Harold Lukins believes dairy farming is about producing milk from feeding cows – and not allowing other jobs to distract him from that task.
He farms 121ha (300 acres) with his son Trevor as HM Lukins & Son at Pump House Farm, Draycott, on the Somerset Levels.
The farm is mostly owner-occupied, with some outlying fields rented.
But it wasn’t that many years ago the farm ran to just 12ha (30 acres).
Harold has grown his farm steadily, buying up parcels of land as they became available and always expanding his herd and its production to justify that growth.
He and his son now milk 211 Holstein Friesians in their commercial and pedigree Moorlake herd, supplying Milk Link with about 1.8m litres a year, mostly about 4% butterfat and 3.2% protein, although Trevor has ambitions to push output to 2m litres next year.
Harold admits they are not “figures people”.
His sees his job as producing milk, and so the work of monitoring the business’ performance goes to Promar consultant Paul Henman.
“It’s this attention to detail that keeps the business successful,” says Mr Henman.
“The Lukins are efficient milk producers because they have specialised, and invested wisely to keep the system simple.”
Smart use of contractors allows the Lukins to focus on their cows.
But while many farmers feel that reliance on a third party for some operations is a risk to the business, Harold manages his contractors carefully, through relationships built up over years.
“If the worry about silage making is being handled by a local contractor, we can concentrate on our cows and our milk.
Otherwise, our operations would demand two other members of staff and the machinery; we’ve tried that.
“Now, excluding our own drawings, the total labour cost is about 9000 a year.”
Scrupulous cost control is also essential to make money from milk, but Harold is prepared to spend a little extra money if that keeps the milk production system simple and streamlined.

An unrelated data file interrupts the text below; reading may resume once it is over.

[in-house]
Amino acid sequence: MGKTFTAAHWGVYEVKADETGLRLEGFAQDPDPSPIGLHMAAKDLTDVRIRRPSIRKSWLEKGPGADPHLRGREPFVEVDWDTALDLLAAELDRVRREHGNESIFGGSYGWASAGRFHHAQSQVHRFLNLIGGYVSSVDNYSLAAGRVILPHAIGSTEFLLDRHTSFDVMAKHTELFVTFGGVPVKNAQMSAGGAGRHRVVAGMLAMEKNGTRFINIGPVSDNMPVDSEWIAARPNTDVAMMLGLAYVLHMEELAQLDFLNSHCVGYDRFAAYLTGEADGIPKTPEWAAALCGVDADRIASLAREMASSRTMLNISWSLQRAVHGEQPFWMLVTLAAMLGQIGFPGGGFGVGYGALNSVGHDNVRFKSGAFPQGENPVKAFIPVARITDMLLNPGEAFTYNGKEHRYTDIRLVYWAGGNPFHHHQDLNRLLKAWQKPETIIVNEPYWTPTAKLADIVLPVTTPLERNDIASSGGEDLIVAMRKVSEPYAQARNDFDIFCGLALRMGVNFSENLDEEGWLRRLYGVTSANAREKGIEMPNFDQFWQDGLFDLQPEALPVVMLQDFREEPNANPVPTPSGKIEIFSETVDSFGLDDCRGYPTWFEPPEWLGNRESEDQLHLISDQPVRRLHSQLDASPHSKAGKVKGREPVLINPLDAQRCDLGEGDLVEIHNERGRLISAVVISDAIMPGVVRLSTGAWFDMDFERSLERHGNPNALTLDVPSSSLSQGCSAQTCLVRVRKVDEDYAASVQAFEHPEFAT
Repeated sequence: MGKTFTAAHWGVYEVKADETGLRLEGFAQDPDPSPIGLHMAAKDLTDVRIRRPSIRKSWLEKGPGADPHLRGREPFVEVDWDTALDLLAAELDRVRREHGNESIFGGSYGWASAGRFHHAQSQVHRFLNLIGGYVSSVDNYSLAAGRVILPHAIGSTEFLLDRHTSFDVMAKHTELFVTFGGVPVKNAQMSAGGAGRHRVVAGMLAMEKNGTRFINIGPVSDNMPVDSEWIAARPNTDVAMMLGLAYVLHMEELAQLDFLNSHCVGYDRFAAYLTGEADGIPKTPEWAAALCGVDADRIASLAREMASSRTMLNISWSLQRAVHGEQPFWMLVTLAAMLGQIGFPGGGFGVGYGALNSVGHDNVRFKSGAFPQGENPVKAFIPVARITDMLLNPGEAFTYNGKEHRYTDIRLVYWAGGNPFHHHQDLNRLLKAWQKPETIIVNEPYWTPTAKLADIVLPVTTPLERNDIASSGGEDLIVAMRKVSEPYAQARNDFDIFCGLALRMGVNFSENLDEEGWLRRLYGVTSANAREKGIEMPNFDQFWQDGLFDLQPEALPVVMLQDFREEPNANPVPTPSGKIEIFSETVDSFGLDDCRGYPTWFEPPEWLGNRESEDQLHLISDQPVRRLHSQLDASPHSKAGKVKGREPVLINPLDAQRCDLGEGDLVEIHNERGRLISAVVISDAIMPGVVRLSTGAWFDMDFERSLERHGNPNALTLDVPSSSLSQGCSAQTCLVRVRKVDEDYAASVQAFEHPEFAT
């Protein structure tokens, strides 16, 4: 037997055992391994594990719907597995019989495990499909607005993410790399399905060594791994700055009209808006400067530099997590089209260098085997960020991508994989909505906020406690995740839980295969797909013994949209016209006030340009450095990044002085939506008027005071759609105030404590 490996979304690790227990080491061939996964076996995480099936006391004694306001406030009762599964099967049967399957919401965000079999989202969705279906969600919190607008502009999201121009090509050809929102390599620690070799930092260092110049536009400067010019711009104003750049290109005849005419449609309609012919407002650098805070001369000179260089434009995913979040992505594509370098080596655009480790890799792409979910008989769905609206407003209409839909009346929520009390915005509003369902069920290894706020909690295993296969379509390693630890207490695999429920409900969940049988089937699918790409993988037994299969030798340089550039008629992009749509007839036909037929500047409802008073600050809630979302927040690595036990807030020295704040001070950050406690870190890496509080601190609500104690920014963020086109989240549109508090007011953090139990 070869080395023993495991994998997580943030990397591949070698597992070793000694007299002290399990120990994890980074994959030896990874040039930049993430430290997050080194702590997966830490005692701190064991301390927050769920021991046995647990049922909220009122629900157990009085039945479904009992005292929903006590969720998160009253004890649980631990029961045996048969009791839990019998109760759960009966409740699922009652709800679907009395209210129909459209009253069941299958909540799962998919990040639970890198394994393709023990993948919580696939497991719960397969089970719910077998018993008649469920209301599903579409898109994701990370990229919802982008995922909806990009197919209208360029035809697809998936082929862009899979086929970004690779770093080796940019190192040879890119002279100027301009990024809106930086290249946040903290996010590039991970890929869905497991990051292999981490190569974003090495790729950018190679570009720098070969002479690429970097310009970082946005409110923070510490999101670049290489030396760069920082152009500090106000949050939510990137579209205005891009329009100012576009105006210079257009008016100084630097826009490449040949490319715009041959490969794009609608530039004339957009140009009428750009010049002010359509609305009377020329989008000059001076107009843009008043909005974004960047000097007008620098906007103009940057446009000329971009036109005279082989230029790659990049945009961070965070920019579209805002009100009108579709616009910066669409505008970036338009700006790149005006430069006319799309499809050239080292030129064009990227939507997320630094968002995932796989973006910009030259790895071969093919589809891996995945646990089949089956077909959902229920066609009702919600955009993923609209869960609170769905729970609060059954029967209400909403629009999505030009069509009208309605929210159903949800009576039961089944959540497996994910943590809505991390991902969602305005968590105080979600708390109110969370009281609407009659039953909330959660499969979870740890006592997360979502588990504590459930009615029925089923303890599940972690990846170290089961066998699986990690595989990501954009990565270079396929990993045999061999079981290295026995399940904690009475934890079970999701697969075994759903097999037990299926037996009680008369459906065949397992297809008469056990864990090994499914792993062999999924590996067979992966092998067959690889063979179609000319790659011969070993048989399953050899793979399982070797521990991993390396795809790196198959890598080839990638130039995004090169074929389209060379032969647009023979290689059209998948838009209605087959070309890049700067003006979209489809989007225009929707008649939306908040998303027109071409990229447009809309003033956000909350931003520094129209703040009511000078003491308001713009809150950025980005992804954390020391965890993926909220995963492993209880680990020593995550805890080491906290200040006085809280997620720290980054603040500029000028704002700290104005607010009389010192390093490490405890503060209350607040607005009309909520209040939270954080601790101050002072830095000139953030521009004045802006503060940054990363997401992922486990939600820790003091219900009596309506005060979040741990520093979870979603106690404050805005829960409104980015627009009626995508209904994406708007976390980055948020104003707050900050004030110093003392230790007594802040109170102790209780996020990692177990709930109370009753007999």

To this end the family have moved away from feeding straights and building their own ration, to feeding a blend in pellet form.
“We’ve also moved up from 35 acres of home-grown forage to 55 acres,” says Trevor.
“Last year, we were afraid we wouldn’t have enough forage so we fed brewers’ grains for a time in June and July, but we saw a drop in butterfat.
Thinking ahead, we’re hoping to have enough maize to buffer feed through next season.”
That switch to brewers’ grains caused bulk feed costs to rise from 7 a cow to 32, but it was offset by higher yields and 0.5t less concentrate use per cow.
The herd is a young one, about 30% heifers, home-reared from calves as replacements.
Some strong bulling heifers will leave the farm for specialist rearing as necessary, returning as springing heifers.
“This is another example of how we can keep our concentration on milking cows,” says Harold.
Keeping the system simple and putting all their efforts into production has allowed the Lukins to reinvest.
A bigger, expanded parlour in 2002 allowed the family to move up from 160 cows to 211, and they installed a replacement plant room, office and cubicle shed.
The total project cost 100,000, of which about 10% is outstanding.
“The Lukins have invested consistently,” says Mr Henman.
Their business takes up debt when necessary, but they move on and clear it.
And these decisions are taken objectively, in some cases up to three years in advance.
“Spending on feed has risen by moving to the new ration, but it has helped to simplify the operation and they have seen results in terms of improved yield and milk quality.
“Harold manages his contractors very carefully – he will pay ahead of time if he sees delivery,” Mr Henman says.
The Lukins’ strengths include careful control of variable costs and managing risk to the business.
“Finance and charges are not excessive, and below the average for Promar’s top 25% of dairy farmers.”
The Lukins are committed Milk Link members and aim to keep cost of production at about 16p/litre – out of an equivalent total milk price of 24p/litre, which includes other income such as calf sales.
By focusing on meeting butterfat, protein and quality demands, they are making the most of their milk contract.